With the new year, the World Health Organization has released a list of its top priorities for 2020. They include a number of concerns with special resonance on the African continent, including the need to understand that the climate crisis is a health crisis, and the need to address the challenge of delivering health care in conflict zones.
“Public health is ultimately a political choice,” said WHO Director General Tedros Adhanom Ghebreyesus.
“Countries invest heavily in protecting their people from terrorist attacks, but not against the attack of a virus, which could be far more deadly, and far more damaging economically and socially,” he added. “A pandemic could bring economies and nations to their knees. Which is why health security cannot be a matter for ministries of health alone.”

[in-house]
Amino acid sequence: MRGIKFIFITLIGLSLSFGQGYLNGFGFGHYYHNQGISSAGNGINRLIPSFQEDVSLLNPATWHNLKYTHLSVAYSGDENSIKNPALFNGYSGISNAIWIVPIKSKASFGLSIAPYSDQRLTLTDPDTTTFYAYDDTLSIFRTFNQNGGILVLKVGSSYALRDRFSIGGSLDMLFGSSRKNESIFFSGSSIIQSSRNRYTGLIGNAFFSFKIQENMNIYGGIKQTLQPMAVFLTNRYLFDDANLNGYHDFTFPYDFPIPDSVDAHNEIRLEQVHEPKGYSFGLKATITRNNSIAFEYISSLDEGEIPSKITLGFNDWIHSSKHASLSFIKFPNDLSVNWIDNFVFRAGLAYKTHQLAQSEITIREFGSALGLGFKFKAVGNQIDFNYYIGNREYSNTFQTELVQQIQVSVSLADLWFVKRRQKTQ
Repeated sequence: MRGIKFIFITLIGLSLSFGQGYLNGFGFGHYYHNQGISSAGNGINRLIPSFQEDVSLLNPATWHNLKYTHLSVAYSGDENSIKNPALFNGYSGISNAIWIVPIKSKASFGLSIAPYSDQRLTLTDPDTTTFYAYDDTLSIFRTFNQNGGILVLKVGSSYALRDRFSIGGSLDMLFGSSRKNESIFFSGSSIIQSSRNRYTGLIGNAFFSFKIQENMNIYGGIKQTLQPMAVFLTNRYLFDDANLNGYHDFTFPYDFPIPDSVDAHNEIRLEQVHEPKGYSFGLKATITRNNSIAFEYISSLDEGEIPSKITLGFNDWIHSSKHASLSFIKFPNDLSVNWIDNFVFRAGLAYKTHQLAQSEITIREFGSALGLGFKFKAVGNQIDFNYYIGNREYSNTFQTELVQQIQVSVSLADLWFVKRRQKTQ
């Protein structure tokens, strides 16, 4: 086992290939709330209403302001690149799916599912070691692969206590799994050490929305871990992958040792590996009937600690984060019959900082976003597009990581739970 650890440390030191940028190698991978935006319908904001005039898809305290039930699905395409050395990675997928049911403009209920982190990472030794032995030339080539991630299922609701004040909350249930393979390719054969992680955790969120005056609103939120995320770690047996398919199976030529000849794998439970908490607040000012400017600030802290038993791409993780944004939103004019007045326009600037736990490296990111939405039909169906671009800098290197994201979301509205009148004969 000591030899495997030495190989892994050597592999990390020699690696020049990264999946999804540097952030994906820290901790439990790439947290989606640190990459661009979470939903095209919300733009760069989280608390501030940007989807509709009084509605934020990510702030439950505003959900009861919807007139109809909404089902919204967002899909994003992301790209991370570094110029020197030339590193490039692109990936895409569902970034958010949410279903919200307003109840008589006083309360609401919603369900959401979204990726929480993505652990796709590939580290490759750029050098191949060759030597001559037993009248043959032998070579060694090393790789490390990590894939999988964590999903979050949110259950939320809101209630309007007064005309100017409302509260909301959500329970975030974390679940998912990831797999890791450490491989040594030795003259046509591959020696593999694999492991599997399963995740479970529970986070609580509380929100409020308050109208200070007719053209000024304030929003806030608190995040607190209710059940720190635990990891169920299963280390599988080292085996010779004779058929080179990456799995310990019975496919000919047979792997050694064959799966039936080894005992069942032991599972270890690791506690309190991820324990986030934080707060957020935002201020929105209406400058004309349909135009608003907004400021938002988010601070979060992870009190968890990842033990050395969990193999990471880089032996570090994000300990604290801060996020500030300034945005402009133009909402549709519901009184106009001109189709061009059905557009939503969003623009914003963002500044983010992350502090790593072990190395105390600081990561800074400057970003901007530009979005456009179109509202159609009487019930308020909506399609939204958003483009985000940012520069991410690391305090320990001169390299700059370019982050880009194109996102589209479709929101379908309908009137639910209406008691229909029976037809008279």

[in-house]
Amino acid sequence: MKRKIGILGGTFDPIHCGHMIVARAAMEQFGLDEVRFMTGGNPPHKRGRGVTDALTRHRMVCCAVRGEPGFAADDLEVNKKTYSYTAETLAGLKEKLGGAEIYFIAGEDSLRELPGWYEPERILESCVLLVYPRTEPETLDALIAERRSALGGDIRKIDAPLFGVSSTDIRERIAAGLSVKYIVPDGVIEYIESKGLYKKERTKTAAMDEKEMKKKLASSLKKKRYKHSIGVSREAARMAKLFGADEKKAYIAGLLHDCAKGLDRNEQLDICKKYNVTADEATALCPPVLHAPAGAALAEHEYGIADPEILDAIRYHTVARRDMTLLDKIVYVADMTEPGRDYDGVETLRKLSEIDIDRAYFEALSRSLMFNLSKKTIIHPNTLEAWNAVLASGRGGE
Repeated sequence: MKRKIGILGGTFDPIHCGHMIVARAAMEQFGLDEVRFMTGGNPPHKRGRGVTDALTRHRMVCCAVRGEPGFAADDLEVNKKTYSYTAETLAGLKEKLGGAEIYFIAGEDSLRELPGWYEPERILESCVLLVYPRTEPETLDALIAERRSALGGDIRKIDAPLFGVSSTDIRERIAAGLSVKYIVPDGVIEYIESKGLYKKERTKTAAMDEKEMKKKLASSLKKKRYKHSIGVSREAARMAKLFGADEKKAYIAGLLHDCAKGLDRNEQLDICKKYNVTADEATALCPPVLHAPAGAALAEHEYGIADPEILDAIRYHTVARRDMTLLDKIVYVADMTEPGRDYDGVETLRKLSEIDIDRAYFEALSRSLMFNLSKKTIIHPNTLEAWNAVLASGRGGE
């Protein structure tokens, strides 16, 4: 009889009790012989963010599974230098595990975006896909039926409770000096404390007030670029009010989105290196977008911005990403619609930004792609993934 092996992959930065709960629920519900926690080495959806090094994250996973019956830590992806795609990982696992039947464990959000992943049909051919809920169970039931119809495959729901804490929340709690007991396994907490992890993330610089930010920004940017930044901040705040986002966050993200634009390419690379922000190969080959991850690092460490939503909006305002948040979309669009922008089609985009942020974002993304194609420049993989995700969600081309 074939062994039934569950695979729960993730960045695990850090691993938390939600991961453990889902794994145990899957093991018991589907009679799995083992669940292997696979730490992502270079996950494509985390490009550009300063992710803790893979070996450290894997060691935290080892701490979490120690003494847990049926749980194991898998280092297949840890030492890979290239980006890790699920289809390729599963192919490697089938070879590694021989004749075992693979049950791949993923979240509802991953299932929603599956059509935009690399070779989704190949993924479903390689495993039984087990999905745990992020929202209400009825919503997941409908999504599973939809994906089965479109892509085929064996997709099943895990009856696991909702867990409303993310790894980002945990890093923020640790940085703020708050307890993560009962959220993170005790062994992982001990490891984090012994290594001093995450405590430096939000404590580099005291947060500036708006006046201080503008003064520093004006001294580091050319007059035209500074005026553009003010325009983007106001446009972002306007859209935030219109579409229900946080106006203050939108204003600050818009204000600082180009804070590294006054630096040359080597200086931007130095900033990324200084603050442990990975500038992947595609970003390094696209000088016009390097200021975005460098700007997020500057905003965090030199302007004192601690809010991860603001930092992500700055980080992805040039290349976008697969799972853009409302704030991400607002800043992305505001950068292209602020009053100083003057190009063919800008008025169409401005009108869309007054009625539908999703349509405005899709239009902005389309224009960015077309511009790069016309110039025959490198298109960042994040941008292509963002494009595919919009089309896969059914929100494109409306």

Some seven million people already die from air pollution each year, and with more extreme weather events come greater risks of disease and malnutrition.
“The same emissions that cause global warming are responsible for more than one-quarter of deaths from heart attack, stroke, lung cancer and chronic respiratory disease,” WHO said. “Leaders in both the public and private sectors must work together to clean up our air and mitigate the health impacts of climate change.”
Other concerns, such as the familiar issue in Democratic Republic of Congo of building community trust, as well as improving access to medicines and fighting antimicrobial resistance, all are top priorities.
“Trust helps to shape whether patients are likely to rely on health services and follow a health worker’s advice – around vaccinations, taking medicines, or using condoms,” says WHO. “Public health is compromised by the uncontrolled dissemination of misinformation in social media, as well as through an erosion of trust in public institutions.”
For the complete list, check this link.
Image: WHO Africa file